Author Topic: Goddard Townsend drawer blades  (Read 709 times)

HSteier

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Goddard Townsend drawer blades
« on: March 24, 2019, 10:04:10 PM »
How were the double beaded drawer blades on Goddard Townsend chests made in the originals? Were the beads formed with a scratch stock and then the background between the beads chiseled or removed with a small router? I think a router would be unstable on a narrow (7/8") drawer blade. I think a scratch stock that did both beads at the same time would be unwieldy.
All thoughts appreciated.


Howard Steier



Antiquity Period Designs, Ltd.

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Re: Goddard Townsend drawer blades
« Reply #1 on: March 31, 2019, 09:17:50 AM »
Howard,
I have done this several times. I use a scratch stock that cuts only half of the width. It is double the work to cut both sides but I find that I get better results. For example, if your drawer blade varies by only a little in width (7/8") and you use a full profile scratch stock you may not get a full bead on the side opposite of the scratch stock fence. It takes only a few minutes more to do both edges/sides (and it is a good workout!). If the flat between the beads has a slight ridge use narrow card scraper or narrow chisel to smooth it out.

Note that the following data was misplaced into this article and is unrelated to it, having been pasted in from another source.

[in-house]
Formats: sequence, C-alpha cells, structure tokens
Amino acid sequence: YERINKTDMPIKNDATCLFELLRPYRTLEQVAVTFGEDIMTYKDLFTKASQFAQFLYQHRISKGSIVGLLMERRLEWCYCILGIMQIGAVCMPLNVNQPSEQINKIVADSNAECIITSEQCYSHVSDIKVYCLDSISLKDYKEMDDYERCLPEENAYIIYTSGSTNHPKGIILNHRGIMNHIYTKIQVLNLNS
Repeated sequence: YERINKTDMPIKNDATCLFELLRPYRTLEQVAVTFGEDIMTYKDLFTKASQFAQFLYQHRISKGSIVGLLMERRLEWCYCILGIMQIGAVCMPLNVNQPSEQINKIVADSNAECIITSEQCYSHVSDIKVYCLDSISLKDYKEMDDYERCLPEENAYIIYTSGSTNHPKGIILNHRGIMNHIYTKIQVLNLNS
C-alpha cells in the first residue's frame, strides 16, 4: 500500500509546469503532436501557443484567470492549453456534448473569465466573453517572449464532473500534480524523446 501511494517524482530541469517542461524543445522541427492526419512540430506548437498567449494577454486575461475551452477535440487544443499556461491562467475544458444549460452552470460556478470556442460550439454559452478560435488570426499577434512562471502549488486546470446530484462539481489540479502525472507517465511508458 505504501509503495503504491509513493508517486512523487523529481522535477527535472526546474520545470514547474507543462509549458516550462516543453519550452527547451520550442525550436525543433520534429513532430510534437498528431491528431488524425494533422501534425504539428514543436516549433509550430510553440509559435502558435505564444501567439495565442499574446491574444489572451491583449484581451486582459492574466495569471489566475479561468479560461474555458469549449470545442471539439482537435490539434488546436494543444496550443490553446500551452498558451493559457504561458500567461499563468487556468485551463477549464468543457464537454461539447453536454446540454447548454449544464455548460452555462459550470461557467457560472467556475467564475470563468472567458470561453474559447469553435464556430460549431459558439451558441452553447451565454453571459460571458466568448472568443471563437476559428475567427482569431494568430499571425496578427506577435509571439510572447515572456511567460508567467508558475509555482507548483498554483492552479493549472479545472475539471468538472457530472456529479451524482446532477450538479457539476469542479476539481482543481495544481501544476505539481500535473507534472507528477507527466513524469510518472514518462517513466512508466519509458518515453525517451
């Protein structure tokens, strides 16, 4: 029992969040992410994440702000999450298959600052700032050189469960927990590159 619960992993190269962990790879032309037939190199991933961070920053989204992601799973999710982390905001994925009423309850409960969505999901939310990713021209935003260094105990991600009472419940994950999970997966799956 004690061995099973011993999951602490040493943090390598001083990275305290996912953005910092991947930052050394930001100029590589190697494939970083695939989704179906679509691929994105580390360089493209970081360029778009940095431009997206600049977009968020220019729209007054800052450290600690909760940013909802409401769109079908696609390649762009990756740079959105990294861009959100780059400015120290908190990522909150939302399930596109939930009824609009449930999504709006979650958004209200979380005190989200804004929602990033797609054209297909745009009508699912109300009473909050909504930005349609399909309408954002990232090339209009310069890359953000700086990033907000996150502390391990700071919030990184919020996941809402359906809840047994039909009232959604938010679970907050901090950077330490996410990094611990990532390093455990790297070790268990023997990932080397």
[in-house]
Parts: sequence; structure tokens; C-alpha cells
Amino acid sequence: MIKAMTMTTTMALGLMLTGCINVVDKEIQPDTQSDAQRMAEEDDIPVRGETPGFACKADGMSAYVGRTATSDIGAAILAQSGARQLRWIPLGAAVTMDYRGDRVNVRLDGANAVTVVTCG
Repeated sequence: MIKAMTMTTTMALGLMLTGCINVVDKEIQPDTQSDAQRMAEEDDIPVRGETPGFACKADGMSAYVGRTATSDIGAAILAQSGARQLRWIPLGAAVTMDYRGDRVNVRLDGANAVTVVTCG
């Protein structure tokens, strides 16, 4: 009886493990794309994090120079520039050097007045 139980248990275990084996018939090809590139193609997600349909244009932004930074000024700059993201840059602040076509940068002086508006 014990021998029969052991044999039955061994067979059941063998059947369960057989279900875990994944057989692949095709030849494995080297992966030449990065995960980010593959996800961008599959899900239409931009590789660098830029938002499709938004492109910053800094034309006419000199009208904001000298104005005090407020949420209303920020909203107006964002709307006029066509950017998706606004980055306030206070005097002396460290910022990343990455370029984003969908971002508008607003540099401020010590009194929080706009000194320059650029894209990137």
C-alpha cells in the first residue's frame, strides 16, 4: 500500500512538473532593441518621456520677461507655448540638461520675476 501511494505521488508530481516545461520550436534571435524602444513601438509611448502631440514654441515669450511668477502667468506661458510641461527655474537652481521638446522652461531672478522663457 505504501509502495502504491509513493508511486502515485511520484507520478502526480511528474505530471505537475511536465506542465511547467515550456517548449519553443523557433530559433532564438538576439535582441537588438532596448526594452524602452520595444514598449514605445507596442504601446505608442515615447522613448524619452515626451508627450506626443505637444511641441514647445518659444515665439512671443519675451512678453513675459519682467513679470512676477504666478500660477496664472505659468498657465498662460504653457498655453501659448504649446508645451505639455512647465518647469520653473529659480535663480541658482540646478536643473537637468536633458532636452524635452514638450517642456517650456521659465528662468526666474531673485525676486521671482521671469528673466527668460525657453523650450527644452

Dennis Bork
Antiquity Period Designs
Professional period furniture maker since 1985.  Received a B.S. degree in physics then apprenticed and worked as a wood patternmaker for 12 years. Retired Dec. 2018.

HSteier

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Re: Goddard Townsend drawer blades
« Reply #2 on: April 03, 2019, 10:23:08 PM »
Thanks. I'll try it on some scraps first.


Howard Steier